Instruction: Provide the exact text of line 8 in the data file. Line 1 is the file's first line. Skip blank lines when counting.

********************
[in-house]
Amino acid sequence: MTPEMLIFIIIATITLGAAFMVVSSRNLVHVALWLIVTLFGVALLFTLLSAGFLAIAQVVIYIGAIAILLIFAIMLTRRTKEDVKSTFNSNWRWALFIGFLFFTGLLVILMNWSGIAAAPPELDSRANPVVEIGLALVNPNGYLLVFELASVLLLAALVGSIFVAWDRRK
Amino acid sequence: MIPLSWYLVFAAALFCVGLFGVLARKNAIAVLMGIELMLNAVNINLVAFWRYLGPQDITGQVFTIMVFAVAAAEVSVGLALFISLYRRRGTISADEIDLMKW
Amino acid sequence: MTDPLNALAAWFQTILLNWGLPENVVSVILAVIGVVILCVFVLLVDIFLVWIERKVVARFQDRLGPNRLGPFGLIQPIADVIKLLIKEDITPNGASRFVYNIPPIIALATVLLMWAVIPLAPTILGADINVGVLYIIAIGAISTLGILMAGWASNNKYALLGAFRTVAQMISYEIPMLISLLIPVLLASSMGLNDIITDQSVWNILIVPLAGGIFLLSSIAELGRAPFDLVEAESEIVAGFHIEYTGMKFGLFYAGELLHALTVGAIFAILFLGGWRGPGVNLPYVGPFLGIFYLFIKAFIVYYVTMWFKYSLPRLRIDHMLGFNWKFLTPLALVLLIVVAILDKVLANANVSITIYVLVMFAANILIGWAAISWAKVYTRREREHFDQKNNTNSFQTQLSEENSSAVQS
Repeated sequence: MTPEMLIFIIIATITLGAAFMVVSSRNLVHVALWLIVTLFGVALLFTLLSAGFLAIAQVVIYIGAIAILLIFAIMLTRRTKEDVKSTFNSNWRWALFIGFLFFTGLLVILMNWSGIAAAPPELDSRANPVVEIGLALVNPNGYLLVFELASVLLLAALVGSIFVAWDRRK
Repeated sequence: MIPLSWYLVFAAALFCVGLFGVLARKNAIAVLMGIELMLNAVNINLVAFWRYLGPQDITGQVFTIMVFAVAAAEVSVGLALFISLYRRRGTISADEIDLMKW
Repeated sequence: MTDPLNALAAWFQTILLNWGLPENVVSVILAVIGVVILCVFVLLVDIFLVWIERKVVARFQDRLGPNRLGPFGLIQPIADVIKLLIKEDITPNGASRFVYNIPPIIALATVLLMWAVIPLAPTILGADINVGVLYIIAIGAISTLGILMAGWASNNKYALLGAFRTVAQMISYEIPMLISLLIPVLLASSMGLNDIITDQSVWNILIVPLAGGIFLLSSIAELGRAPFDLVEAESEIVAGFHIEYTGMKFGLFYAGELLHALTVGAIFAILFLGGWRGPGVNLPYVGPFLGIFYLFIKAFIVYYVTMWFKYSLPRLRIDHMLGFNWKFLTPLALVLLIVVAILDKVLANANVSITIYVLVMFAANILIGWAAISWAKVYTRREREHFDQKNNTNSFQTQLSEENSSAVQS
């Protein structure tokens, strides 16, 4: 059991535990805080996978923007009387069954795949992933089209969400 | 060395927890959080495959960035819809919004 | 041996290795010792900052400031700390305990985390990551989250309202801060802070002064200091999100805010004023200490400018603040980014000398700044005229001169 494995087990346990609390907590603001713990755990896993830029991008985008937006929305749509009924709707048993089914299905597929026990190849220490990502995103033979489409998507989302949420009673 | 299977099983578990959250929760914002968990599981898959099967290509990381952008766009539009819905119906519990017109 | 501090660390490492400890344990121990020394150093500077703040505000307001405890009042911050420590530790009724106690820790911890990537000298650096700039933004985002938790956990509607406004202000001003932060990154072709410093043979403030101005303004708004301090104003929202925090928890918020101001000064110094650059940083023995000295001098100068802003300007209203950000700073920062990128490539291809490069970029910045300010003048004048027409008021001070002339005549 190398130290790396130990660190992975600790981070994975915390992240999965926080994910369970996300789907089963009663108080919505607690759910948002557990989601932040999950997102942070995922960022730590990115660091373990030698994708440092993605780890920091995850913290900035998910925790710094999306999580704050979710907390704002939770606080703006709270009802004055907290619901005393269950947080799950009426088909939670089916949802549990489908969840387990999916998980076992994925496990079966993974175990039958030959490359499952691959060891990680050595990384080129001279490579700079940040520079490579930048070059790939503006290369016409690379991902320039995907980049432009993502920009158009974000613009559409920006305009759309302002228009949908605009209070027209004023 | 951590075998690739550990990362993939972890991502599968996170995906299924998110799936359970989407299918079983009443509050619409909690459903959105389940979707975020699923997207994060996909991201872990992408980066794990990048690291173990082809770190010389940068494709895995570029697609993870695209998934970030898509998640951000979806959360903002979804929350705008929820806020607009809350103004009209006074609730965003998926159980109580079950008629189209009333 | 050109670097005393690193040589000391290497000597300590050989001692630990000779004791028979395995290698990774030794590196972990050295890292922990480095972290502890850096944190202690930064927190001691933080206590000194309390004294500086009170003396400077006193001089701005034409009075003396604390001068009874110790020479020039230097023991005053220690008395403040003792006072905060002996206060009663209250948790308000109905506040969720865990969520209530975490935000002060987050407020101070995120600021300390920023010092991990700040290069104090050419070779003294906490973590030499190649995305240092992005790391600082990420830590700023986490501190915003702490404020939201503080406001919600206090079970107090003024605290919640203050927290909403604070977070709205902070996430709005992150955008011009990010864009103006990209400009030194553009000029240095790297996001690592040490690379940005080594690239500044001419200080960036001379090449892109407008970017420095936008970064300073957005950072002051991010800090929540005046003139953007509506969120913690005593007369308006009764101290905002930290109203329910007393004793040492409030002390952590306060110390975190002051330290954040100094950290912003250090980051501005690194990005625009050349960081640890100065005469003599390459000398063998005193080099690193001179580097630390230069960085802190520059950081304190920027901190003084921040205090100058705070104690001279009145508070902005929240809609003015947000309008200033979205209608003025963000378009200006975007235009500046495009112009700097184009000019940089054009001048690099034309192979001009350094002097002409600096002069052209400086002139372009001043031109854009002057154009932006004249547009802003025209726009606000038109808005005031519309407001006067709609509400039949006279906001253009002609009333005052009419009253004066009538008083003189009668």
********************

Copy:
């Protein structure tokens, strides 16, 4: 059991535990805080996978923007009387069954795949992933089209969400 | 060395927890959080495959960035819809919004 | 041996290795010792900052400031700390305990985390990551989250309202801060802070002064200091999100805010004023200490400018603040980014000398700044005229001169 494995087990346990609390907590603001713990755990896993830029991008985008937006929305749509009924709707048993089914299905597929026990190849220490990502995103033979489409998507989302949420009673 | 299977099983578990959250929760914002968990599981898959099967290509990381952008766009539009819905119906519990017109 | 501090660390490492400890344990121990020394150093500077703040505000307001405890009042911050420590530790009724106690820790911890990537000298650096700039933004985002938790956990509607406004202000001003932060990154072709410093043979403030101005303004708004301090104003929202925090928890918020101001000064110094650059940083023995000295001098100068802003300007209203950000700073920062990128490539291809490069970029910045300010003048004048027409008021001070002339005549 190398130290790396130990660190992975600790981070994975915390992240999965926080994910369970996300789907089963009663108080919505607690759910948002557990989601932040999950997102942070995922960022730590990115660091373990030698994708440092993605780890920091995850913290900035998910925790710094999306999580704050979710907390704002939770606080703006709270009802004055907290619901005393269950947080799950009426088909939670089916949802549990489908969840387990999916998980076992994925496990079966993974175990039958030959490359499952691959060891990680050595990384080129001279490579700079940040520079490579930048070059790939503006290369016409690379991902320039995907980049432009993502920009158009974000613009559409920006305009759309302002228009949908605009209070027209004023 | 951590075998690739550990990362993939972890991502599968996170995906299924998110799936359970989407299918079983009443509050619409909690459903959105389940979707975020699923997207994060996909991201872990992408980066794990990048690291173990082809770190010389940068494709895995570029697609993870695209998934970030898509998640951000979806959360903002979804929350705008929820806020607009809350103004009209006074609730965003998926159980109580079950008629189209009333 | 050109670097005393690193040589000391290497000597300590050989001692630990000779004791028979395995290698990774030794590196972990050295890292922990480095972290502890850096944190202690930064927190001691933080206590000194309390004294500086009170003396400077006193001089701005034409009075003396604390001068009874110790020479020039230097023991005053220690008395403040003792006072905060002996206060009663209250948790308000109905506040969720865990969520209530975490935000002060987050407020101070995120600021300390920023010092991990700040290069104090050419070779003294906490973590030499190649995305240092992005790391600082990420830590700023986490501190915003702490404020939201503080406001919600206090079970107090003024605290919640203050927290909403604070977070709205902070996430709005992150955008011009990010864009103006990209400009030194553009000029240095790297996001690592040490690379940005080594690239500044001419200080960036001379090449892109407008970017420095936008970064300073957005950072002051991010800090929540005046003139953007509506969120913690005593007369308006009764101290905002930290109203329910007393004793040492409030002390952590306060110390975190002051330290954040100094950290912003250090980051501005690194990005625009050349960081640890100065005469003599390459000398063998005193080099690193001179580097630390230069960085802190520059950081304190920027901190003084921040205090100058705070104690001279009145508070902005929240809609003015947000309008200033979205209608003025963000378009200006975007235009500046495009112009700097184009000019940089054009001048690099034309192979001009350094002097002409600096002069052209400086002139372009001043031109854009002057154009932006004249547009802003025209726009606000038109808005005031519309407001006067709609509400039949006279906001253009002609009333005052009419009253004066009538008083003189009668």